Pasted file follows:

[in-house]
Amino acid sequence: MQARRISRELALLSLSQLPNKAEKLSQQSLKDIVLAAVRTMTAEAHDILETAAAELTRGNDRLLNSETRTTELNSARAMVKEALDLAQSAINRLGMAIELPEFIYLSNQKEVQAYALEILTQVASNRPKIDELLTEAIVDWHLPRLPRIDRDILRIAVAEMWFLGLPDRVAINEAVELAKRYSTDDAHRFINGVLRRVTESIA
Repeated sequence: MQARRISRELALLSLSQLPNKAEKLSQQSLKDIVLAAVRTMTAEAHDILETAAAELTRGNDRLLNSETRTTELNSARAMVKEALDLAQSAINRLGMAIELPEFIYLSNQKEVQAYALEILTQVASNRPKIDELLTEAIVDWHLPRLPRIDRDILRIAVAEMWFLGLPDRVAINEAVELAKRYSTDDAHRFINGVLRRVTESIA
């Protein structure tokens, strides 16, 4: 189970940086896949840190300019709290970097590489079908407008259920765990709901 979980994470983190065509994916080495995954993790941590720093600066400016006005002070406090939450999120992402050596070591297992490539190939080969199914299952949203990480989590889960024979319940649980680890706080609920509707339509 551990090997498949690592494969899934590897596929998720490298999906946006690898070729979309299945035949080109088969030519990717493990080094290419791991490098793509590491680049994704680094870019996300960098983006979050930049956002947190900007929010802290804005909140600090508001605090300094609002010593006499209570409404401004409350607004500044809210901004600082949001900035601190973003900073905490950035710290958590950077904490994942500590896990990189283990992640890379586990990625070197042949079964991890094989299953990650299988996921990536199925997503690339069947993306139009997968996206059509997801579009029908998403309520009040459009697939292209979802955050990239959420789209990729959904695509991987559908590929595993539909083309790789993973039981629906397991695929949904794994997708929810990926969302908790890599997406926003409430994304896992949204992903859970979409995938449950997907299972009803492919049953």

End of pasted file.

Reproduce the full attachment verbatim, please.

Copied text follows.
[in-house]
Amino acid sequence: MQARRISRELALLSLSQLPNKAEKLSQQSLKDIVLAAVRTMTAEAHDILETAAAELTRGNDRLLNSETRTTELNSARAMVKEALDLAQSAINRLGMAIELPEFIYLSNQKEVQAYALEILTQVASNRPKIDELLTEAIVDWHLPRLPRIDRDILRIAVAEMWFLGLPDRVAINEAVELAKRYSTDDAHRFINGVLRRVTESIA
Repeated sequence: MQARRISRELALLSLSQLPNKAEKLSQQSLKDIVLAAVRTMTAEAHDILETAAAELTRGNDRLLNSETRTTELNSARAMVKEALDLAQSAINRLGMAIELPEFIYLSNQKEVQAYALEILTQVASNRPKIDELLTEAIVDWHLPRLPRIDRDILRIAVAEMWFLGLPDRVAINEAVELAKRYSTDDAHRFINGVLRRVTESIA
């Protein structure tokens, strides 16, 4: 189970940086896949840190300019709290970097590489079908407008259920765990709901 979980994470983190065509994916080495995954993790941590720093600066400016006005002070406090939450999120992402050596070591297992490539190939080969199914299952949203990480989590889960024979319940649980680890706080609920509707339509 551990090997498949690592494969899934590897596929998720490298999906946006690898070729979309299945035949080109088969030519990717493990080094290419791991490098793509590491680049994704680094870019996300960098983006979050930049956002947190900007929010802290804005909140600090508001605090300094609002010593006499209570409404401004409350607004500044809210901004600082949001900035601190973003900073905490950035710290958590950077904490994942500590896990990189283990992640890379586990990625070197042949079964991890094989299953990650299988996921990536199925997503690339069947993306139009997968996206059509997801579009029908998403309520009040459009697939292209979802955050990239959420789209990729959904695509991987559908590929595993539909083309790789993973039981629906397991695929949904794994997708929810990926969302908790890599997406926003409430994304896992949204992903859970979409995938449950997907299972009803492919049953």